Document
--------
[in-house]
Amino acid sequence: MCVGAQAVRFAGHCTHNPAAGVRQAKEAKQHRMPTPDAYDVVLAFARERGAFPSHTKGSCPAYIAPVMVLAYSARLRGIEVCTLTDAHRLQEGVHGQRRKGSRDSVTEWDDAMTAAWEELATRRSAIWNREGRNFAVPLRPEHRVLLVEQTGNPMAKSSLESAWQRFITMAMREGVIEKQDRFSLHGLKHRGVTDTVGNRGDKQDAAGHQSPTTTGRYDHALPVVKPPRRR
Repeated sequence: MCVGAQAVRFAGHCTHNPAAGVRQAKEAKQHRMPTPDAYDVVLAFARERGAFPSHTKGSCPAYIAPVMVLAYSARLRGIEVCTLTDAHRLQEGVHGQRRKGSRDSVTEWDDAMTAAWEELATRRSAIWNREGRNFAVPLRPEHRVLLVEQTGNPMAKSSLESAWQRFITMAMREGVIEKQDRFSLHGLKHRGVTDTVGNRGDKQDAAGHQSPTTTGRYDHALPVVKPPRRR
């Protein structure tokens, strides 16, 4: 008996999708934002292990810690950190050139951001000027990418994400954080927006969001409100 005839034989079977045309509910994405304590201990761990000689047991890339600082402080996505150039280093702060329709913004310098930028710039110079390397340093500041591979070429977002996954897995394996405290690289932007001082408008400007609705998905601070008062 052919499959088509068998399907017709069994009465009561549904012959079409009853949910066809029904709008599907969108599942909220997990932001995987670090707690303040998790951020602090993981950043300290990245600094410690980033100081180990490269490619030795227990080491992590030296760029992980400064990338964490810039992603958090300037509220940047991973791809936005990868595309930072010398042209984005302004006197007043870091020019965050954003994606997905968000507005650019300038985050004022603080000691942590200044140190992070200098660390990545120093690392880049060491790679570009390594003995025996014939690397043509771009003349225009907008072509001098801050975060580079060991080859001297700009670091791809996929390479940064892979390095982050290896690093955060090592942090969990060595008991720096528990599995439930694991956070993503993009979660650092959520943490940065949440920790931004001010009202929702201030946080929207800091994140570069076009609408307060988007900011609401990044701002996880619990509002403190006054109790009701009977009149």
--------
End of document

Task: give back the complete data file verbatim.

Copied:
[in-house]
Amino acid sequence: MCVGAQAVRFAGHCTHNPAAGVRQAKEAKQHRMPTPDAYDVVLAFARERGAFPSHTKGSCPAYIAPVMVLAYSARLRGIEVCTLTDAHRLQEGVHGQRRKGSRDSVTEWDDAMTAAWEELATRRSAIWNREGRNFAVPLRPEHRVLLVEQTGNPMAKSSLESAWQRFITMAMREGVIEKQDRFSLHGLKHRGVTDTVGNRGDKQDAAGHQSPTTTGRYDHALPVVKPPRRR
Repeated sequence: MCVGAQAVRFAGHCTHNPAAGVRQAKEAKQHRMPTPDAYDVVLAFARERGAFPSHTKGSCPAYIAPVMVLAYSARLRGIEVCTLTDAHRLQEGVHGQRRKGSRDSVTEWDDAMTAAWEELATRRSAIWNREGRNFAVPLRPEHRVLLVEQTGNPMAKSSLESAWQRFITMAMREGVIEKQDRFSLHGLKHRGVTDTVGNRGDKQDAAGHQSPTTTGRYDHALPVVKPPRRR
């Protein structure tokens, strides 16, 4: 008996999708934002292990810690950190050139951001000027990418994400954080927006969001409100 005839034989079977045309509910994405304590201990761990000689047991890339600082402080996505150039280093702060329709913004310098930028710039110079390397340093500041591979070429977002996954897995394996405290690289932007001082408008400007609705998905601070008062 052919499959088509068998399907017709069994009465009561549904012959079409009853949910066809029904709008599907969108599942909220997990932001995987670090707690303040998790951020602090993981950043300290990245600094410690980033100081180990490269490619030795227990080491992590030296760029992980400064990338964490810039992603958090300037509220940047991973791809936005990868595309930072010398042209984005302004006197007043870091020019965050954003994606997905968000507005650019300038985050004022603080000691942590200044140190992070200098660390990545120093690392880049060491790679570009390594003995025996014939690397043509771009003349225009907008072509001098801050975060580079060991080859001297700009670091791809996929390479940064892979390095982050290896690093955060090592942090969990060595008991720096528990599995439930694991956070993503993009979660650092959520943490940065949440920790931004001010009202929702201030946080929207800091994140570069076009609408307060988007900011609401990044701002996880619990509002403190006054109790009701009977009149």